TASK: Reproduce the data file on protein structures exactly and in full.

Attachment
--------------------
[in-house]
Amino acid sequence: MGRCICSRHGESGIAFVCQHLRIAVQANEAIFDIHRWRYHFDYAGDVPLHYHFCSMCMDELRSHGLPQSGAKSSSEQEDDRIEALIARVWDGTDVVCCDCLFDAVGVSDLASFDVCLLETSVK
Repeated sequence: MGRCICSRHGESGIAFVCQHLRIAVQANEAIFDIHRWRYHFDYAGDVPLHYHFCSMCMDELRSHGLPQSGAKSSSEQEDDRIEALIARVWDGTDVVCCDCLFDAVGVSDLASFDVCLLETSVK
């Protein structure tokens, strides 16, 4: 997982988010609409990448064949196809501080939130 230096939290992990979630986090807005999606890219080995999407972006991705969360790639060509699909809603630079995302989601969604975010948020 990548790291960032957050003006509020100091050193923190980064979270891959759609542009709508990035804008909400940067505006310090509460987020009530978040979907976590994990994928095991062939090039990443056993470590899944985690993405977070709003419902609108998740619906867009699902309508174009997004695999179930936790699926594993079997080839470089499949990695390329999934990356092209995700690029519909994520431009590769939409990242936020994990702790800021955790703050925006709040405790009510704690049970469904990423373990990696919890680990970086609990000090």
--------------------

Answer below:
[in-house]
Amino acid sequence: MGRCICSRHGESGIAFVCQHLRIAVQANEAIFDIHRWRYHFDYAGDVPLHYHFCSMCMDELRSHGLPQSGAKSSSEQEDDRIEALIARVWDGTDVVCCDCLFDAVGVSDLASFDVCLLETSVK
Repeated sequence: MGRCICSRHGESGIAFVCQHLRIAVQANEAIFDIHRWRYHFDYAGDVPLHYHFCSMCMDELRSHGLPQSGAKSSSEQEDDRIEALIARVWDGTDVVCCDCLFDAVGVSDLASFDVCLLETSVK
């Protein structure tokens, strides 16, 4: 997982988010609409990448064949196809501080939130 230096939290992990979630986090807005999606890219080995999407972006991705969360790639060509699909809603630079995302989601969604975010948020 990548790291960032957050003006509020100091050193923190980064979270891959759609542009709508990035804008909400940067505006310090509460987020009530978040979907976590994990994928095991062939090039990443056993470590899944985690993405977070709003419902609108998740619906867009699902309508174009997004695999179930936790699926594993079997080839470089499949990695390329999934990356092209995700690029519909994520431009590769939409990242936020994990702790800021955790703050925006709040405790009510704690049970469904990423373990990696919890680990970086609990000090």